SABARC and Leiden University presented new findings of Saba’s Amerindian history

Saba Archaeological Center SABARC co-founder and Leiden University graduate Ryan Espersen, together with Leiden University profes­sors Corinne Hofman and Menno Hoogland, held a public presentation at Scout’s Place in Windward-side on Monday, discussing new findings and interpre­tations of Saba’s Amerin­dian history.

The trio discussed ways of life at Plum Piece, which was settled as far back as 1800BC and is one of very few known inland archaic-age Amerindian sites in the Caribbean. They also dis­cussed the Fort Bay Ridge site, which was also inhab­ited as far back as 1800BC and is now the site of the new electricity plant.

During further excava­tions at the Fort Bay Ridge in December 2015, Espers­en, Hoogland, Hofman and Leiden University students discovered the burial site of an enslaved African woman who died between 1762 and 1780.

From left: Leiden University professors Menno Hoogland and Corinne Hofman, with co-founder of Saba Archaeo­logical Center SABARC Ryan Espersen.

Hoogland outlined his new analyses of the remains of an enslaved African wom­an, along with her unborn child. She lived to about age 35, smoked tobacco from a clay pipe, and evi­dence from the child sug­gested that it was ready for birth with the head down but turned in the oppo­site direction. Previous re­search by Jason Laffoon of Leiden University showed that the mother was born in West Africa, south of the Saharan desert.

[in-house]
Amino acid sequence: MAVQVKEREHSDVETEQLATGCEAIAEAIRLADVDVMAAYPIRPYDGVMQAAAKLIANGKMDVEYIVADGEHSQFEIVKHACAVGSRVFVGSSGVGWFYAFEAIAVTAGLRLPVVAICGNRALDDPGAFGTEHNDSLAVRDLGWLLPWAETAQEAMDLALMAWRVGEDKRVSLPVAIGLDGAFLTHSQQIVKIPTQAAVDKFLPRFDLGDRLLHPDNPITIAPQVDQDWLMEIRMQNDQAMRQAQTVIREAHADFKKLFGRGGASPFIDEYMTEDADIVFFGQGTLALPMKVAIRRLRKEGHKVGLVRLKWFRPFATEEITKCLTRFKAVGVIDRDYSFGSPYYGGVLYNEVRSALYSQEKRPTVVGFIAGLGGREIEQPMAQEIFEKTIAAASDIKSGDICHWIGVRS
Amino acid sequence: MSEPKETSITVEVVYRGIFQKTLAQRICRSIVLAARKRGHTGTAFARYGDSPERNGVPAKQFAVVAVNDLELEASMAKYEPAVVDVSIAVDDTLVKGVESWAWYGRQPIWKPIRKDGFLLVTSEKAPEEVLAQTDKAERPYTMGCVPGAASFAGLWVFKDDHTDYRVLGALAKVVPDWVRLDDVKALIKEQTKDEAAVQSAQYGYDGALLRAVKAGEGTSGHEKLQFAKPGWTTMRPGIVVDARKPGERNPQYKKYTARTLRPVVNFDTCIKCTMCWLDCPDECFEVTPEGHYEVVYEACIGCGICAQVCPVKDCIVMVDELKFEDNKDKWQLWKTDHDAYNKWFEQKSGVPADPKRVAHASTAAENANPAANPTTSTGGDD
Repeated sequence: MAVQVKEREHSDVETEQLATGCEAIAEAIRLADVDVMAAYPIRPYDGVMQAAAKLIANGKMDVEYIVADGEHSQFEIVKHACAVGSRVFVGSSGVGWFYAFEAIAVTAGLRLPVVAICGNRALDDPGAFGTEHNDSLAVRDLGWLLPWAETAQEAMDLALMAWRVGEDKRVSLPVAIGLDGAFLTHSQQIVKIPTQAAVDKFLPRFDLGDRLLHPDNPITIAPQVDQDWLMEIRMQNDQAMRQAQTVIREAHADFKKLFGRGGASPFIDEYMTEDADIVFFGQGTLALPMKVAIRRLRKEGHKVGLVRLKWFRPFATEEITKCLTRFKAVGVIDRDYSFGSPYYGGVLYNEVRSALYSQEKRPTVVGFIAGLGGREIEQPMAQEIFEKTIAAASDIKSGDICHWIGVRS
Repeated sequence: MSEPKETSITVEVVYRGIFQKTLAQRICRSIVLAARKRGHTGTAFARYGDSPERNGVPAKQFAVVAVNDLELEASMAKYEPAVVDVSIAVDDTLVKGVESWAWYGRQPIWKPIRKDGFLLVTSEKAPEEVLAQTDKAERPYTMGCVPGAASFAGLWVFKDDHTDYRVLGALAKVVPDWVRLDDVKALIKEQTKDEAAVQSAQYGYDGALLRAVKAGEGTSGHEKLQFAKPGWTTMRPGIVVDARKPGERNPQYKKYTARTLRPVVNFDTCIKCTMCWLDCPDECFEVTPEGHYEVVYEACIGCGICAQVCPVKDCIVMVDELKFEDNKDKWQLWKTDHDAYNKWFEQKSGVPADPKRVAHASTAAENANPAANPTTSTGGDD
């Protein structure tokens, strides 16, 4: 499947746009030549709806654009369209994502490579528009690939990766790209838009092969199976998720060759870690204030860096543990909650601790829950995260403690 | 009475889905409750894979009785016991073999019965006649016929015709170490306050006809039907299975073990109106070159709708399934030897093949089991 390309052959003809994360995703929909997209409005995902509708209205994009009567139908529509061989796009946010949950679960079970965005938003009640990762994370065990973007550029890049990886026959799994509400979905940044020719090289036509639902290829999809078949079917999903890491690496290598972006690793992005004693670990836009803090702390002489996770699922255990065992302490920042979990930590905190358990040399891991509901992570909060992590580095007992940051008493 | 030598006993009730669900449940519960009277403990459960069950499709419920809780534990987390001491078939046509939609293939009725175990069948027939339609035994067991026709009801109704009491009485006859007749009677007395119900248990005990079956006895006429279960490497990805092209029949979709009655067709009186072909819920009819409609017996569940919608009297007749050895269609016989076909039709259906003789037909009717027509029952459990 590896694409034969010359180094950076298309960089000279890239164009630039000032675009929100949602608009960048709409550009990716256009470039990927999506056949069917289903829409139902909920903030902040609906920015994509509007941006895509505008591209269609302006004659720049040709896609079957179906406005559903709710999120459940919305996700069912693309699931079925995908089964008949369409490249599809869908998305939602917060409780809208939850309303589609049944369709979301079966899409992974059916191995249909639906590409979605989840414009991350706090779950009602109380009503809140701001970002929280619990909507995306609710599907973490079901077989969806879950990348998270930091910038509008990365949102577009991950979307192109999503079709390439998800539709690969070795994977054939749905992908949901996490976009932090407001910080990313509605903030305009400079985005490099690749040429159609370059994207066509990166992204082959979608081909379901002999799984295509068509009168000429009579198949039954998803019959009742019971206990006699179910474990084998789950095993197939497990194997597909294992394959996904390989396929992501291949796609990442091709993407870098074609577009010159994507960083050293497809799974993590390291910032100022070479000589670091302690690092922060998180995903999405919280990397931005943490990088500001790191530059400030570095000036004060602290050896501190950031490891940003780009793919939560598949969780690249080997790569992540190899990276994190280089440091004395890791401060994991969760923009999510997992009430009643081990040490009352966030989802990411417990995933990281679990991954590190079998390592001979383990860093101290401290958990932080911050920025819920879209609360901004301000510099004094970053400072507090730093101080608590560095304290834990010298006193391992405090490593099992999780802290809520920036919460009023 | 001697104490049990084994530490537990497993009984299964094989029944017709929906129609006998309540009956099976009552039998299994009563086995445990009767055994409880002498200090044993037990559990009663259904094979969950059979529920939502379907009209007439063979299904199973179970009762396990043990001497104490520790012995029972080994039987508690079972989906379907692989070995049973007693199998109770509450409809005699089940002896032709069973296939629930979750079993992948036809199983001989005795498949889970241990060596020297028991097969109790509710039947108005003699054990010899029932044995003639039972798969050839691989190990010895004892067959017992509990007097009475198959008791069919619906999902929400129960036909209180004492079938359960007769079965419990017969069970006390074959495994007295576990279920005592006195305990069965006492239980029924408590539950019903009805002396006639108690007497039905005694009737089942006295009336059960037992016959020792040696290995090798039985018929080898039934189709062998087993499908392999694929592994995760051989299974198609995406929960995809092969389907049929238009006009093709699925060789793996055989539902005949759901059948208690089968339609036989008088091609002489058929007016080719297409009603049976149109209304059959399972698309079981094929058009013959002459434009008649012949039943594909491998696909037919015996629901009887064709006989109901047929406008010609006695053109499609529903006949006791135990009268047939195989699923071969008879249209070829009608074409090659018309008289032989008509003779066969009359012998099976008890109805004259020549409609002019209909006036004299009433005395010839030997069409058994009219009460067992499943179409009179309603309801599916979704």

The archaeologists ended with discussions of Kelbey’s Ridge, which is located on a bluff separating Cove Bay from Spring Bay. Not only is Kelbey’s Ridge the east­ernmost known outpost for highly decorated ceramics and other materials from indigenous groups from the Greater Antilles, but it also had a 17th-century home­stead and cistern.

A re-analysis by Espersen of excavated materials and site maps from Hoogland’s and Hofman’s excavations at that site from 1987 to 1989 determined that it was probably the long-lost plan­tation owner’s house for the Spring Bay sugar and indigo plantation, which was in operation from the 1650s to 1665, and again from the 1670s to around 1730.

“These sites show how the same regions of Saba were used by people from the island’s ‘deep’ history until present times,” they stated. “The steep terrain of Saba limited people’s choices for areas suitable for living, so they adapted their diet and settlements to the environ­ment around them.”

They gave examples such as the Audubon’s shearwa­ter. Until recently, Sabans would harvest juvenile birds because of their high fat content. Juvenile shear-waters were also harvested as early as 1800BC by ar­chaic-age people at Plum Piece.

Hofman, Hoogland and Espersen intend to con­tinue with new archaeologi­cal research in Saba into Saba’s deep history in the coming years.

The Daily Herald.

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